Master of Public Policy (MPP)

MPP Capstone

The MPP capstone is a one-semester class that culminates in a final paper and oral presentation. Students begin the semester with a topic in mind and hit the ground running, building their project over a 13-week period that mirrors the timing of preparing a real world policy brief. Students work with the capstone professor to ensure that their topics are focused.

Generally students choose a topic that is relevant to their concentration, which helps them bring background knowledge to the policy area and any relevant literature. After selecting a topic, students conduct significant research and literature reviews to diagnose the policy problem and weigh the pros and cons of several potential policy solutions.

Capstone is designed to highlight the policy analysis skills students will have gained during their first 3 semesters of MPP coursework. The final result is a 25-30 page policy brief and an oral presentation. The capstone has a strong focus on concise, cogent writing and verbal communication.

Caroline Swaller, MPP joint with WGSS'17, presenting her capstone
Student Caroline Swaller, MPP'17, responding to a question from Professor Anita Hill on her capstone presentation about paid family leave policy.

A Heller MPP student has won first or second place in the MassASPA capstone competition every year for the last five years 

Every spring, Heller MPP students compete in the Massachusetts chapter of the American Society for Public Administration (MassASPA) capstone competition against students from other MPP and MPA programs.

Mary Brolin, PhD'05, Behavioral Health Policy Concentration chair
MPP capstone course professor Mary Brolin, PhD'05

Mary Brolin, scientist at the Institute for Behavioral Health and lecturer in the MPP program, where she teaches the capstone course, says, “One of the things that amazes me is the that the topics the students present on for capstone are the same things I hear on NPR every day when I ride in. Often I’ll hear stories on the radio about topics that students wrote their capstones on two or three years ago, which tells me our students are doing cutting edge, relevant work that is in the news and continues to be in the news.”

Some recent capstone topics have included:

  • “Beyond Bitcoin: Exploring How Blockchain Can Secure Women’s Land Rights in Africa,” by Mary Lou Ponsetto, MPP’18

  • “Somewhere Over the Rainbow: Solving the Crisis of Homeless LGBT Youth in the Greater Boston Area,” by Ryan Mishler, MPP’18

  • “Overlooked and Underserved: Supports for Male Victims of Domestic Violence,” by Tyler Galarneau, MPP’18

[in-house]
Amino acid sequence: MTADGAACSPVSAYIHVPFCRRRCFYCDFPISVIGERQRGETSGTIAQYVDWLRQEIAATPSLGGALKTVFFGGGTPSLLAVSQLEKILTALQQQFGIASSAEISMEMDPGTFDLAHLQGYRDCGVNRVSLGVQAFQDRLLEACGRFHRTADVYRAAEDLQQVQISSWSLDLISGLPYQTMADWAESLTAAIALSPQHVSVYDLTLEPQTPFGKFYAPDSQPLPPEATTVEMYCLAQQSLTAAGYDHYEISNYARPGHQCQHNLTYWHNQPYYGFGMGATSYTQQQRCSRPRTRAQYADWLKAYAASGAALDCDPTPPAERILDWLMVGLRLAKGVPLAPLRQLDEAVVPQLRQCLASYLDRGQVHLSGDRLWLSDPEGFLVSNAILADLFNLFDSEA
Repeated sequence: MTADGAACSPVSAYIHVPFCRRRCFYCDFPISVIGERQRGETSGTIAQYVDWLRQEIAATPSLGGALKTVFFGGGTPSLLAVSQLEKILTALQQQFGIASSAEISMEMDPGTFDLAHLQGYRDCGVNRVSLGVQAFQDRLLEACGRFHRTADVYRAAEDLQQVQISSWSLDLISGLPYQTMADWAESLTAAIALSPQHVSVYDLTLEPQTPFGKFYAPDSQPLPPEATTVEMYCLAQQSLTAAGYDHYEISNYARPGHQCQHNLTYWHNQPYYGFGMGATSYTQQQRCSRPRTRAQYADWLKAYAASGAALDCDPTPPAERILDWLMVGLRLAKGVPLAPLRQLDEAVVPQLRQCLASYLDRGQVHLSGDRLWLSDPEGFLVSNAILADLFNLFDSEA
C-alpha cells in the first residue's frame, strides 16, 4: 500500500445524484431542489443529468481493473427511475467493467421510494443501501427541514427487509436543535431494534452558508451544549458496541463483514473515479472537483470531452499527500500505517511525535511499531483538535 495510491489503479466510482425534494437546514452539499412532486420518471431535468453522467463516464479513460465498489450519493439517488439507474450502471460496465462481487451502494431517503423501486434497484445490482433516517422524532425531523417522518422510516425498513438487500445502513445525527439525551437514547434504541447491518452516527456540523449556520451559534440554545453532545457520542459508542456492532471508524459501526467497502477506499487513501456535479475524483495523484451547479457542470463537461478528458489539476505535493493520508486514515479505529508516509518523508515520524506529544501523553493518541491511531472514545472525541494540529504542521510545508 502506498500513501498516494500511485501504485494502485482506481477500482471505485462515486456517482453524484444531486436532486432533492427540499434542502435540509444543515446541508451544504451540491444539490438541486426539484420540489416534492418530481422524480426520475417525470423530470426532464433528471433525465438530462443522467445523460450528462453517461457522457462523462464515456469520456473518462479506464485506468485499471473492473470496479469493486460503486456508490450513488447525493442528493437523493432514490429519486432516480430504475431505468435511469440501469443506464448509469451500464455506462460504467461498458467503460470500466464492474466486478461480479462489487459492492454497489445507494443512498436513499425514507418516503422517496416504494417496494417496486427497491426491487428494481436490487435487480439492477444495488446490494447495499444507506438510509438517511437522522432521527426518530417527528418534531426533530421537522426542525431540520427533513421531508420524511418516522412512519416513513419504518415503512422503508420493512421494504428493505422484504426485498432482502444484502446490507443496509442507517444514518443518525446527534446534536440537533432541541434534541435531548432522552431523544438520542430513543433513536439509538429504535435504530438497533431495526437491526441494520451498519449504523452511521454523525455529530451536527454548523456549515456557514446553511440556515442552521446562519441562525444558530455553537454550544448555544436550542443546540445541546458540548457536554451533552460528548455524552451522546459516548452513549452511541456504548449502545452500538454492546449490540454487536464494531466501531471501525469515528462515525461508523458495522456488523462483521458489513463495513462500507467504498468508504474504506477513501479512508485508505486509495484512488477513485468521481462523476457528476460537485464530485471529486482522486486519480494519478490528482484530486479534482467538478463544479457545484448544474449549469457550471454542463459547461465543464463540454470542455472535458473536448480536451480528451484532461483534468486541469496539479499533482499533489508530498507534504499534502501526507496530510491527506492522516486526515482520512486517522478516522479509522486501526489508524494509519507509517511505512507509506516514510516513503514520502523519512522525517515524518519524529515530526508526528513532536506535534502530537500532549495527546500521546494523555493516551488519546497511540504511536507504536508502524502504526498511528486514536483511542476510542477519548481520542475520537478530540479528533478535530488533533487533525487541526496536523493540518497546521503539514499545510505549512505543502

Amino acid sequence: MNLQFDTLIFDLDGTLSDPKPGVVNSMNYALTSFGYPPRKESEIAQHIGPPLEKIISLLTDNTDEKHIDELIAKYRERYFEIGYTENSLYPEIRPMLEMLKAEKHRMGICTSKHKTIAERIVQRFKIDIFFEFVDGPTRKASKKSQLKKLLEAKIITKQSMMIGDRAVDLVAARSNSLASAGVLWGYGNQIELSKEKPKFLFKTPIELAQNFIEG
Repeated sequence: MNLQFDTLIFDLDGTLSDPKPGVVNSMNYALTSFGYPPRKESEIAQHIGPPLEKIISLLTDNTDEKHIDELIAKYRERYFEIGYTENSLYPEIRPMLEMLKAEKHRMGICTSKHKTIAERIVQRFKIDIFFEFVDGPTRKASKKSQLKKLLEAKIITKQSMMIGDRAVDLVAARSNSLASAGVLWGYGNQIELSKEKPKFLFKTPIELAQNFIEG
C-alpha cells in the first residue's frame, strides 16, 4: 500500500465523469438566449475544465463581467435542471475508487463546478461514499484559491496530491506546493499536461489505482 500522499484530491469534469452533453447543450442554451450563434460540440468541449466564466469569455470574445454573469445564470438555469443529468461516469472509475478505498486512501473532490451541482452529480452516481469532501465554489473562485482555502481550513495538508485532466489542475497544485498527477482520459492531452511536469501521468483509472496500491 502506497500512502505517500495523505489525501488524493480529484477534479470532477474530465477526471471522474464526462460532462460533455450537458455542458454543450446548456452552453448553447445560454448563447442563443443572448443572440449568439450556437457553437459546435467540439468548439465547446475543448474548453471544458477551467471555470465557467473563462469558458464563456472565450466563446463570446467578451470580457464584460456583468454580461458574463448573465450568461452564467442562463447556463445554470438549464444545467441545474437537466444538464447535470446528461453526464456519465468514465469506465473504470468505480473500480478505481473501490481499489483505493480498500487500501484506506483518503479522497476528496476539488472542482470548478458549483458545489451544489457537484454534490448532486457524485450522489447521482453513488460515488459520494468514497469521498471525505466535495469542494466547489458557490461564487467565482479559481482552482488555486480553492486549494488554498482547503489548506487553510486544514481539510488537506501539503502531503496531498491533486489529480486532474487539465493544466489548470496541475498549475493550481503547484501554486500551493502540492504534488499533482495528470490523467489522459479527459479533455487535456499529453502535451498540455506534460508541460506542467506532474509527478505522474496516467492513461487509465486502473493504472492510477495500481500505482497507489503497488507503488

• “Equity Works: Supporting the Economic Security of Immigrants Facing Liminality,” by Alexandra Turner, MPP’18

  • “Get the Bosses Off Our Backs: Reforming Our Labor Laws and Reviving the Labor Movement,” by Adam Chaikof, MPP’18

  • “Towards a More Equitable TANF: Leveraging Cash Welfare to Reduce Poverty Rather than Regulate Low-Income Parents,” by Elizabeth Olson, MPP w/WGS’18

  • “Academia Isn’t for Everyone: Uprooting the Lie of Black Disposability in Education,” by Shayna Jones, MPP’18

  • “Restoring Balance to the Prescription Drug Market: An Opportunity to Rein In Costs and Save Lives,” by Jake Shafran, MPP’18

  • “Best Practices to Reduce the School Discipline Gap in Massachusetts High Schools,” by James Conlon, MPP’18

  • “Addressing Women at Mass Incarceration’s Front Door: What it Means to End Cash Bail in Massachusetts,” by Kelcey Duggan, MPP’18  

  • “Developing Communal Consensus: How Jewish Community Relations Councils Represent the Views of Their Constituents,” by Jacob Markey, MPP’18  

  • “Solving the Cy Pres Problem,” by Sylvia Stewart, MPP’18

  • “Labor of Love: Policy Solutions to Support Elder Care Workers,” Rebecca Huber, MPP w/WGS’18

  • “Sovereignty Over Land, Sovereignty Over Body: Establishing a Path to Justice for Native Survivors of Sexual Violence,” by Anja Parish, MPP w/WGS’18

  • “Advocating for Children: Consistency and Standardization for Child Advocacy Centers in the United States,” by Megan Collier, MPP’18

  • “Excelling from the Start: Reducing Inequity in Early Education and Care,” by Elyssa Baker, MPP’18

  • “Fostering Brilliance: Towards a Systematic Gifted Education Policy in Massachusetts,” by Finn Gardiner, MPP’18

  • “Educational Opportunity and Accountability: Addressing Inequities in the Massachusetts School Accountability System,” by Annie Leiter, MPP’18